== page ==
“Harmony and understanding. Sympathy and thrust abounding. No more falsehoods or derisions. Golden living dreams of visions. Mystical crystal revelation and the mind’s true liberation.” These fuzzy utopian words are an excerpt of the song “The Age of Aquarius” from the 1969 musical Hair.
For Dutch people my age this song brings back memories of the 300 beats per minute version that a bunch of boys called The Party Animals brought to us in 1996:
As a teenager who tried hard to be an existentialist (one of my less successful enterprises), I was abhorred by the song that I regarded as the work of primitive buffoons. Now I look back to it with the sweet reminiscence which can be so typical when looking back at a time that passed away so quickly. But now is not the time to get sentimental, we have to go back to our song.
Imagine how surprising it was to meet this song in Oxford professor Diarmaid MacCulloch’s tour de force called A History of Christianity. In this book, MacCulloch states that the anthem is a “last echo of a twelfth-century Cistercian abbot whose vision was of the dawning of a new age.”1 A case that in my view deserves some explanation.
Trinity and history
The name of the abbot that MacCulloch is talking about is Joachim of Fiore. His biographical data are a bit shaky because after his death loads of legends gathered round his name. But it is known for certain that he was born about the year 1135 in Calabria and died in 1202.2 He became abbot of a Cistercian monastery but his restless mind, which was always venturing into new mystical paths of thought, brought him into conflict with the strict order of the Cistercians. Eventually Joachim founded his own community. There he was free to expound his metaphysical ideas.
Joachim scrutinized the Bible and linked its verses to contemporary political events. When the Holy Roman Emperor Henry the Sixth claimed the kingdom of South Italy in 1191, Joachim, basing himself on some verses in the book of Ezekiel, proclaimed him to be a modern king Nebuchadnezzar. Henry accepted the title eventually and supported the abbot.3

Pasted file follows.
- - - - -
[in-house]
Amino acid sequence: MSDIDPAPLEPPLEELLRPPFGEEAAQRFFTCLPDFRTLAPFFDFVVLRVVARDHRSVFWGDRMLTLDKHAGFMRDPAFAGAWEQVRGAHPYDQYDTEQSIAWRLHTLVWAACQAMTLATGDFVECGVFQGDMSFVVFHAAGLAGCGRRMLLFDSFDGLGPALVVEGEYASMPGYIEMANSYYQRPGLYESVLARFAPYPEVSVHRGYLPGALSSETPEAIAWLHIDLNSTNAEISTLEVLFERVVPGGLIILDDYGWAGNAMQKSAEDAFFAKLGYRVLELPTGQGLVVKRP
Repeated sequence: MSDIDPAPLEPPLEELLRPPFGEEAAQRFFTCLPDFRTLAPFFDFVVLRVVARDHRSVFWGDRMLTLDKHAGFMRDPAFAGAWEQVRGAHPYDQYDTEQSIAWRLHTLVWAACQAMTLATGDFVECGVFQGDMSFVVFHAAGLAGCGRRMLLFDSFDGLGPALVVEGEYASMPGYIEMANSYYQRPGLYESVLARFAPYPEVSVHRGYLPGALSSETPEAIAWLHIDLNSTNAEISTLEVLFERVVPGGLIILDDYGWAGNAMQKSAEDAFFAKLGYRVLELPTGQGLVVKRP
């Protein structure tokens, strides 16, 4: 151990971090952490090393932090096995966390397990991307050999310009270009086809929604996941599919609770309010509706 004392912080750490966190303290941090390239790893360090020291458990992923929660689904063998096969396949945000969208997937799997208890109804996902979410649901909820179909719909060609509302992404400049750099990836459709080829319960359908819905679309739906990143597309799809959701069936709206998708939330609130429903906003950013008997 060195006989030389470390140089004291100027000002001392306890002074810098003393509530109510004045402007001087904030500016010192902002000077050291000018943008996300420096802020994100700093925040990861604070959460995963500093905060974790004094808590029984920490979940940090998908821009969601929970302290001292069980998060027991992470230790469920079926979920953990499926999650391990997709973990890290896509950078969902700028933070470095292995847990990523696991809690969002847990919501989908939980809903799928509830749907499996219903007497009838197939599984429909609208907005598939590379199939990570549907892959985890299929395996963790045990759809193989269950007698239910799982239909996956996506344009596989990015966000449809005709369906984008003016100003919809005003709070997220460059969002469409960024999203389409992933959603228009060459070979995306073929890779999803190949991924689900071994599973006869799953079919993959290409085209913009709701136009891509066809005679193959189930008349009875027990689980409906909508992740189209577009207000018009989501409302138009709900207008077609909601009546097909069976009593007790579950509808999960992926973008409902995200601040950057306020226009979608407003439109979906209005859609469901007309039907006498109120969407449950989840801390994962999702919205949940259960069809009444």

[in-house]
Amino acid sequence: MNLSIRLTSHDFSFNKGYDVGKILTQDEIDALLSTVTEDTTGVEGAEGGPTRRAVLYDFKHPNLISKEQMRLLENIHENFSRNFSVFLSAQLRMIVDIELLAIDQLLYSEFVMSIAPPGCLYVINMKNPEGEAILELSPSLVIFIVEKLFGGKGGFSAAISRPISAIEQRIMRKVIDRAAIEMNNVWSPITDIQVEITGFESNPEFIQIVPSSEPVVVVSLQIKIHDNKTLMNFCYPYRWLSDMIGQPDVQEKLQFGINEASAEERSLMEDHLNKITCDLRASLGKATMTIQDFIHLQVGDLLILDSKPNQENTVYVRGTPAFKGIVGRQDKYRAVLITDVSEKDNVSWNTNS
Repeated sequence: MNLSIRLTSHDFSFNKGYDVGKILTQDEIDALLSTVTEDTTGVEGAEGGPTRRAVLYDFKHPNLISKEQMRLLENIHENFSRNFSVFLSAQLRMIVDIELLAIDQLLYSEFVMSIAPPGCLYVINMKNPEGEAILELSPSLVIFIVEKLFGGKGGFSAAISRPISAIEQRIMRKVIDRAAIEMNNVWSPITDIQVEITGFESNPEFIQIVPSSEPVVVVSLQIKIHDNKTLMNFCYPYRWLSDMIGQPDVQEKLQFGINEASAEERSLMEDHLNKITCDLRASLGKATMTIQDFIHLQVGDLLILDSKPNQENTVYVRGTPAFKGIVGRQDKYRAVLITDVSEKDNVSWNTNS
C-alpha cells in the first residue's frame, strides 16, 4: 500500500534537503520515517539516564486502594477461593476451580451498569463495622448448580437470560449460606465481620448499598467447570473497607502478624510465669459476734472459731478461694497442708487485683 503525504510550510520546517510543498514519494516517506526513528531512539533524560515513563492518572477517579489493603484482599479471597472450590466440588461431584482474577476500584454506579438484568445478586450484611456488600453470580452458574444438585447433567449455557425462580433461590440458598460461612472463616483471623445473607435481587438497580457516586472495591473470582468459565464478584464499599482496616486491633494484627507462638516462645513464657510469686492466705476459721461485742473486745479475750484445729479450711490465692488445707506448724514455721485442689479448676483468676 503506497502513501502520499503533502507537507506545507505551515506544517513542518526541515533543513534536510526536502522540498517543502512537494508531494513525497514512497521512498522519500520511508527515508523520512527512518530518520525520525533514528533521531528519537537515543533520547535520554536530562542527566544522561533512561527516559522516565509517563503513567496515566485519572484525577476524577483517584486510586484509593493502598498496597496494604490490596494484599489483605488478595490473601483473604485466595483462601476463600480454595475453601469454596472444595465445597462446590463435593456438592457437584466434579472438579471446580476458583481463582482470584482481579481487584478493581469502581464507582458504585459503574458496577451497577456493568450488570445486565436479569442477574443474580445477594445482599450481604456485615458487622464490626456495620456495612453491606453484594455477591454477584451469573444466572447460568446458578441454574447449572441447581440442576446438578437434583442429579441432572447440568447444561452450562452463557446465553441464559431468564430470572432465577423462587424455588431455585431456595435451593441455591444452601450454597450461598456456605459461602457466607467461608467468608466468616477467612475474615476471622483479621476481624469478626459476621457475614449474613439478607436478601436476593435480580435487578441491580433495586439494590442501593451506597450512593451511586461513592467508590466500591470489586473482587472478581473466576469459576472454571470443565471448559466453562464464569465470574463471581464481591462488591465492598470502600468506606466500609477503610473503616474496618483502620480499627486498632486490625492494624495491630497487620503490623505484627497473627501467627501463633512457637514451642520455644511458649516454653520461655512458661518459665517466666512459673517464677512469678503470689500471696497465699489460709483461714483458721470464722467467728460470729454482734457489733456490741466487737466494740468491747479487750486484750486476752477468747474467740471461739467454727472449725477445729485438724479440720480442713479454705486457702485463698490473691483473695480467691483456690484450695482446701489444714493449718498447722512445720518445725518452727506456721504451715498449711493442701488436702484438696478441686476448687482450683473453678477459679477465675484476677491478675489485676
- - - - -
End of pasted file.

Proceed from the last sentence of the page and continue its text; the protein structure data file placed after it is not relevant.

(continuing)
The most ambitious project that Joachim embarked upon was to apply the Bible to describe the pattern of world history. He stated that this pattern is bearing the mark of the Holy Trinity. Consequently history is divided into three stages, each associated with one of the persons of the Trinity. In this view the age of the Father (the Old Testament) and the Son (the New Testament) would be followed up by an age of the Holy Spirit. This age would be preceded by the rise of a new order of holy men that would preach the true religion to the entire world population. Once arrived, the earth would elevate to a new spiritual level.4
This is just a short summary. Joachim expounded his ideas in three rather voluminous works written in ardent Latin. Since we have a long way ahead of us before reaching 1996, it is best we leave those compendia to the scholars interested in ardent Latin.
Prophet, true or false
The Church authorities’ stance towards Joachim’s ideas has always been ambivalent. He was regarded a prophet, but whether he was a true or a false one was open to discussion. Dante Allighieri positions Joachim in the paradise section of his Divine Comedy, but Joachim also appears in official catalogues that are describing heresies.5
Despite this Joachim was never really forgotten as his story turned out to be very applicable. Throughout the centuries religiously inspired people talking about the coming of a new age and mentioning the work of Joachim are recurrent. But his works were tough to get by and it seems that his name was added gratuitously to their own ideas. Christopher Columbus for example mentions Joachim in his Book of Prophesies which he wrote between 1501 and 1505. In this book the man who discovered the continent later called America tells us that the climax of history will be reached when, among other things, Christianity is spread throughout the entire world and the Garden of Eden is rediscovered. Whilst explaining this wild ideas Columbus cites a broad arrangement of prophets, Joachim being one of them.6 Does that mean he read the work? Not likely. His name was added for some extra credential.